“Radio is so fleeting, but at least we have this,” said KCSB general manager Yibing Guo, her hands gripping the cardboard cd case with “KCSB 91.9 Live in Studio A” stamped on it in green ink. Live in Studio A is KCSB’s first compilation cd, featuring 19 tracks by artists varying from indie rock to Brazilian jazz to DJ sampling.
Measuring at a mere 17 by 9 ½ feet, the hexagonal Studio A has been visited by droves of musicians in the last fifty years, including jazz pianist Mose Allison, the late virtuosic trumpeter Don Cherry, and, more recently, DJ and rapper Madlib. The compilation stretches only as far as the last 12 months, but its 19 featured artists represent a sizable snapshot of what grooves the little studio under Storke Tower.
The project was spearheaded by Guo, who has always dreamt of doing a compilation album to document the going ons of KCSB. Although the streaks of blue in her hair create the effect of a blissed-out mermaid, Guo is a powerhouse when it comes to getting stuff done. She spent the better part of the last four months contacting the musicians and okay-ing their contribution to the CD, a job that took an absurd amount of back and forth emailing and persuasion.
During her role as program director last year, Guo formed a dynamic duo with fellow program director Bennett Piscitelli and the two created a show in the Friday noon spot, “Future Daze.” The goal of the show was to present the new music that KCSB constantly comes into contact with. “It’s always like Christmas at KCSB – we are always getting new CDs and vinyl,” said Guo.
Through “Future Daze,” Guo and Piscitelli were able to showcase new music that they found on CDs mailed to the KCSB office. “We’d play CDs that we liked, review them and talk about them. We also contacted people through promoters – we had so many live bands coming through for that show,” she said.
Some of these live performers included New Zealander indie rock group Streets of Laredo, L.A. funk masters Evolfo, and most notably, Brazilian singer-songwriter Rodrigo Amarante. Each of these musicians secured a spot onto the compilation.
“Bennett [Piscitelli] and I met Streets of Laredo at a venue in lower east side New York. We walked down these steps to this huge showcase of New Zealand talent. One of the members of the band – this tall guy with a big beard – was handing out CDs so we took one and got his card,” said Guo. “That night I popped the CD into my laptop,” and the blue-haired lady loved them.
Later, the dynamic duo got in contact with the group back in Santa Barbara, and few a months later the kiwi band came to the West Coast for the first time and played in Studio A. There were seven of them with keys, guitars and various other instruments, and the small space of the studio bled with intimacy throughout the set.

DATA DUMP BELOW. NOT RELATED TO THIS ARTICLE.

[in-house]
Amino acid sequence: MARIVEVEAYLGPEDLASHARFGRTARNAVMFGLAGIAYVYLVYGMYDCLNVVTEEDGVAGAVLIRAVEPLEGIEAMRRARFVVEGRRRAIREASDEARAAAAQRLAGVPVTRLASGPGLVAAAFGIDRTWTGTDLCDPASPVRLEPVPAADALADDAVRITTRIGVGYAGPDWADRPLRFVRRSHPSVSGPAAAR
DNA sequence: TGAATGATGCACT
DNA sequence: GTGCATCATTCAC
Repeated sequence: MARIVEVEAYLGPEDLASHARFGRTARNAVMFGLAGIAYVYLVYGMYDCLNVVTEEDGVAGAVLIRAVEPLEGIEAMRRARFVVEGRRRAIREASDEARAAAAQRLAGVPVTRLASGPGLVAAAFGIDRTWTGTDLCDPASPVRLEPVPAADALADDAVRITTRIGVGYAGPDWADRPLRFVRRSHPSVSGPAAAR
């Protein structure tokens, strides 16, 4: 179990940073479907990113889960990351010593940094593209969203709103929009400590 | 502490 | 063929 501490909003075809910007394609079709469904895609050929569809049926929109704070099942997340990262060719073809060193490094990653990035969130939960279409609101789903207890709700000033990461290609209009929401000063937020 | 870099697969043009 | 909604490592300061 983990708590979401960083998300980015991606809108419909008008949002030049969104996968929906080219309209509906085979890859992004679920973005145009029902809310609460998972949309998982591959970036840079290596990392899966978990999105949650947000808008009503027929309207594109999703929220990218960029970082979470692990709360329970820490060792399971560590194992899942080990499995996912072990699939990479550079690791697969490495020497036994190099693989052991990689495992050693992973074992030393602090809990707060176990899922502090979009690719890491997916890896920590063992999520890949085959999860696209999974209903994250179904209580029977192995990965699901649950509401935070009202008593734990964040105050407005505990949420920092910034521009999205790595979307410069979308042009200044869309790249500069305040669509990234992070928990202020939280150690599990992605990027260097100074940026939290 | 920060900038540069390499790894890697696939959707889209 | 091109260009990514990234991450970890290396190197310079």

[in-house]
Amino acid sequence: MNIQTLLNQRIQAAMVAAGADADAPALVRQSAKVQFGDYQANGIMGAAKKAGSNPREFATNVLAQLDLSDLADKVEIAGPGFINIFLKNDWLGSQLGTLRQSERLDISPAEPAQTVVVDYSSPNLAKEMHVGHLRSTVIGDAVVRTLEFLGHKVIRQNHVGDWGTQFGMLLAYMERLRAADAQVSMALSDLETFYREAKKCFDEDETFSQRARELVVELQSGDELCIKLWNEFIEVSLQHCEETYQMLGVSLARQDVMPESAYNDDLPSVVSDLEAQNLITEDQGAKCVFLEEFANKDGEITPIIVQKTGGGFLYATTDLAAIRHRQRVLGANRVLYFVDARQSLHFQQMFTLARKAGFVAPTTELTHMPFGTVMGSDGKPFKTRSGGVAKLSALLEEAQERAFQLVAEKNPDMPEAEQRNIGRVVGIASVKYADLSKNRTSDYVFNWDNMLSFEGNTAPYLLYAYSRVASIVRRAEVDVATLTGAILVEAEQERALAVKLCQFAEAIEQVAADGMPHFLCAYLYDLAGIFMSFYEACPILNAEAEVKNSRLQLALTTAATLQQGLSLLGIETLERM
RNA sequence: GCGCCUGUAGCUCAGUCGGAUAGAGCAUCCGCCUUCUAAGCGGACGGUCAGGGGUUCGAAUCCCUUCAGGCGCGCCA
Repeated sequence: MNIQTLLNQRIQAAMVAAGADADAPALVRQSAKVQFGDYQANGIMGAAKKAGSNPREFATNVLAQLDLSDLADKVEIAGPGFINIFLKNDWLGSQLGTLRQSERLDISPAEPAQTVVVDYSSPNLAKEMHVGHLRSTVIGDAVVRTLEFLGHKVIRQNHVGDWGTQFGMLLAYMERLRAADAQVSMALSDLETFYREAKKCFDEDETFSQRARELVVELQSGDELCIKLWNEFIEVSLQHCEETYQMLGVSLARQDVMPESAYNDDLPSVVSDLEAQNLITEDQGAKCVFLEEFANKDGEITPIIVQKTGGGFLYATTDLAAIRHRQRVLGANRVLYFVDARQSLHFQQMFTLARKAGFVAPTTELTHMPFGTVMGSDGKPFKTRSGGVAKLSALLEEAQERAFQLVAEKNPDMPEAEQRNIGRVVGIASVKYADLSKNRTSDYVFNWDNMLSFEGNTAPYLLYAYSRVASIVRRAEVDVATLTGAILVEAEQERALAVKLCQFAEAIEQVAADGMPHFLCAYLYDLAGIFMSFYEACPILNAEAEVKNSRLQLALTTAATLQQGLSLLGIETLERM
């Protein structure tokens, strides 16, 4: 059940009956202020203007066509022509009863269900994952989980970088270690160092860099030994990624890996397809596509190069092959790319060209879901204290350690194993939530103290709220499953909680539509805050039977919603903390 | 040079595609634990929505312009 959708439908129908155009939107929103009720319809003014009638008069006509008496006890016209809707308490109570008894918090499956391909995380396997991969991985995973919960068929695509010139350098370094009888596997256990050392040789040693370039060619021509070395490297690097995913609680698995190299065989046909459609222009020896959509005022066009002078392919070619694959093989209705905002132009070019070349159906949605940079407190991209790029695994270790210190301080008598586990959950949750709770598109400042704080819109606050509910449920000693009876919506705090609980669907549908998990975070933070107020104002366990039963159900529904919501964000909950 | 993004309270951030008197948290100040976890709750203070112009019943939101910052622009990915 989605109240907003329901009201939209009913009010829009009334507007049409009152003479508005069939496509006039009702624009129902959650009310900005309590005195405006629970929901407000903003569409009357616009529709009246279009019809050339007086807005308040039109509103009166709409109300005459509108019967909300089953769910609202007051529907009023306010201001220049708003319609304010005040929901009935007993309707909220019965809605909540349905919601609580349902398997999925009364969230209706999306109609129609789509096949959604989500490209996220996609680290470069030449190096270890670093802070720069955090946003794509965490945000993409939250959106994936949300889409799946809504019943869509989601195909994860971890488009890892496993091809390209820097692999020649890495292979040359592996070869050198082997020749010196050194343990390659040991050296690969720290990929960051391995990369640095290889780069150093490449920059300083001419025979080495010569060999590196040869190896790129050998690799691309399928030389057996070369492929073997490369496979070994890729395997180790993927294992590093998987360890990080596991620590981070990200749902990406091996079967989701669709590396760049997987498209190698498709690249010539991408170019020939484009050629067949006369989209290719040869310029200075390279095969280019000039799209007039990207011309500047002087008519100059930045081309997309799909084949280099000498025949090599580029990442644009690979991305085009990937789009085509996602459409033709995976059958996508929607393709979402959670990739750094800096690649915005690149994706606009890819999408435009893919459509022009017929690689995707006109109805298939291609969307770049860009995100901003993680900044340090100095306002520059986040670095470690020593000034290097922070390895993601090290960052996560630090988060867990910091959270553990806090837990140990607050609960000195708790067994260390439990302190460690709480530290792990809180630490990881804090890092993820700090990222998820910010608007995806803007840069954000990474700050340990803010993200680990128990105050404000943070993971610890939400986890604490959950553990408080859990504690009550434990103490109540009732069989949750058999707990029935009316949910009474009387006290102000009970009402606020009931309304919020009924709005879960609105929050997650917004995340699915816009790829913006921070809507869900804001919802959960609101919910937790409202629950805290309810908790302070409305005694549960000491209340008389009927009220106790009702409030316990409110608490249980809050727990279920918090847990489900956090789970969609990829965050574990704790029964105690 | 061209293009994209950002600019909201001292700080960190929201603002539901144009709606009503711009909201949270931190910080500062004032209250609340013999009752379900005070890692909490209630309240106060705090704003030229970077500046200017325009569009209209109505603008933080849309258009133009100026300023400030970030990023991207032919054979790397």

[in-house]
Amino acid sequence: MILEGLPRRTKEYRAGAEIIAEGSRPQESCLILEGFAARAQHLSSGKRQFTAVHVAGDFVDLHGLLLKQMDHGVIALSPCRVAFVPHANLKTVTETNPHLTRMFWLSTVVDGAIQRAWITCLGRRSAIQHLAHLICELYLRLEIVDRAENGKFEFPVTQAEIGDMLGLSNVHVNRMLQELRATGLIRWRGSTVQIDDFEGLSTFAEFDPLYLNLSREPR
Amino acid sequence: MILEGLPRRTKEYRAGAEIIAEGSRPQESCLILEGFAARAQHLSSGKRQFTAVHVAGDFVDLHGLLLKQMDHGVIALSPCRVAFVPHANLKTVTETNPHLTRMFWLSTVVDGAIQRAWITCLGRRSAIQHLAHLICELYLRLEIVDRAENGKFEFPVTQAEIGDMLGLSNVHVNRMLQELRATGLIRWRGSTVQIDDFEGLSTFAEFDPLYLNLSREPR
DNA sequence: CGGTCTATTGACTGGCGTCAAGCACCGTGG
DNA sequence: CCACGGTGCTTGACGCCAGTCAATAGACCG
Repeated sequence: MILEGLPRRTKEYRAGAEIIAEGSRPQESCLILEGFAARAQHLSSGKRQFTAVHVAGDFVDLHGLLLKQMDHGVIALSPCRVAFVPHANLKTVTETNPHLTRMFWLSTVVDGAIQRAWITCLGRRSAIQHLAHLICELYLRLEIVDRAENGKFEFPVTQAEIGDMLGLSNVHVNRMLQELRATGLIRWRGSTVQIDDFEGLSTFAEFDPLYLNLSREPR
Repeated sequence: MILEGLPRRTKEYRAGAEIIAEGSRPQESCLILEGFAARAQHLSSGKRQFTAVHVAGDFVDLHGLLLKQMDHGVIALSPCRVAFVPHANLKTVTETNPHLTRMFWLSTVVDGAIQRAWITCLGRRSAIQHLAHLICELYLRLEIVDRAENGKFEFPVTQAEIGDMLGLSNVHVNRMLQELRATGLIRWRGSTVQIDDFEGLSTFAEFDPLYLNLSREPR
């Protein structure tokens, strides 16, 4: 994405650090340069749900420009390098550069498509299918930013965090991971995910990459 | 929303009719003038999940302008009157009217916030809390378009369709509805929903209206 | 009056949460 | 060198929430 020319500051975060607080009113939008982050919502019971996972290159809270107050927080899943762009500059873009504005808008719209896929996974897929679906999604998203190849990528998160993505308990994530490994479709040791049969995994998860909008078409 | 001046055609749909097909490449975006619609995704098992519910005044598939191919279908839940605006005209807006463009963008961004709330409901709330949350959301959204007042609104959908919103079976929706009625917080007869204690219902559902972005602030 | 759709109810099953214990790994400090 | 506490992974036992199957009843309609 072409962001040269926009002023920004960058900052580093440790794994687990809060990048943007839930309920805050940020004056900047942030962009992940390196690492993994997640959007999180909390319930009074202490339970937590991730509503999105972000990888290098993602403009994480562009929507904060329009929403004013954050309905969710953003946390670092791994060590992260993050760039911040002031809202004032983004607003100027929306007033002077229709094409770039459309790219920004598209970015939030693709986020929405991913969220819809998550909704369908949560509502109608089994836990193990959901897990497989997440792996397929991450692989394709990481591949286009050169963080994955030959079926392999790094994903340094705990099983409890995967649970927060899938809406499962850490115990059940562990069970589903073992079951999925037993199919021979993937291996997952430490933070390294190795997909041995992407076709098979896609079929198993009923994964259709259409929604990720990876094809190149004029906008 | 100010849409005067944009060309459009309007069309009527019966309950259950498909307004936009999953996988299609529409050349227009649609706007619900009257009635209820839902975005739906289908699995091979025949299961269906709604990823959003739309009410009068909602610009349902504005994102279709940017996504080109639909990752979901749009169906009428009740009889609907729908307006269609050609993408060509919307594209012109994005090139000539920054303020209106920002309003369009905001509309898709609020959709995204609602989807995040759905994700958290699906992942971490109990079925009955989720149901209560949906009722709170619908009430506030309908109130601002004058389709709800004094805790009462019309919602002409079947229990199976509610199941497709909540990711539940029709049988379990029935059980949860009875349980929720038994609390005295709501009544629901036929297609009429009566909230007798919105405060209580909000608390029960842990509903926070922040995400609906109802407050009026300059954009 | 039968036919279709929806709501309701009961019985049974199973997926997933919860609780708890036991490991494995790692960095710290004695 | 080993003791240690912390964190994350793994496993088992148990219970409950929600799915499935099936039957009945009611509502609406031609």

Streets of Laredo’s bit marks the second track on the album. “Hey Rose” is a gorgeous indie rock tune following similar undertones of the Lumineers and Edward Sharpe and the Magnetic Zeros. The harmonies meld wonderfully while the tambourine lends a nice shakeup towards the end of the track.
Evolfo was another of Guo’s favorites. “The lead singer of the band was really good friends with the general manager from three years ago, the general manager when I first got involved in KCSB,” Guo said. “One day he sent me a message on Facebook that Evolfo was gonna be in the area and he sent me a YouTube video. It was great! So we set it up the next day.”
But live sessions don’t usually get set up that quick. One artist in particular, Rodrigo Amarante, was on Guo’s radar for months before she braved sending emails to his publicist. “I’ve liked his music since freshmen year of high school, when I first since I heard Little Joy, one of his projects with Fabrizio Moretti from The Strokes. I was just like, wow this guy has such a wonderful voice,” she said.
Piscitelli, whom Guo affectionately refers to as the “more chill one” in their partnership, urged her to contact Amarante’s people all year. She finally rid herself of inhibitions and sent the email. A couple weeks later, Rodrigo Amarante showed up at Studio A.
“He called me on my phone, saying he was in the parking lot and coming to KCSB, and I couldn’t even believe it,” said Guo.
The meeting with Amarante happened mid-July, and it was an especially beautiful performance because it was the first gig that Guo and Piscitelli worked on together since the latter’s graduation in June.
“Rodrigo Amarante – that was really something,” Guo said, annunciating the “che” sound in the famed singer’s last name. “It was mine and Bennett’s [Piscitelli] comeback to the airwaves.” It was their last time on “Future Daze.”
Nowadays, “Future Daze” is manned by the current program directors, and between that show and SBDIY founder Josh Redman’s “5…4…3…2…fun!!” program, loads of musicians are rolling into Studio A. Live in Studio A is a testament to the great tunes and closeness that forms within the cramped hexagonal walls.
“Listening to the CD, so many feelings come back,” said Guo. “They were playing and I was standing in the middle, the middle of the band. I was doing this three sixty [camera] shot and they were all standing around me. It was just – awesome. You’re in this music landscape, but it’s a different kind of dimension that you’re involved in.”
That different kind of dimension is the beauty of Studio A.
Live in Studio A is being released as a present for donors of KCSB’S Fund Drive, happening until Friday, Nov. 21. Other presents within the Fund Drive include vinyl, cds (some of which are signed by Mac DeMarco), t-shirts and concert-tickets. To donate, go onto kcsb.org/donate-online/ or call the station at 805-893-2424.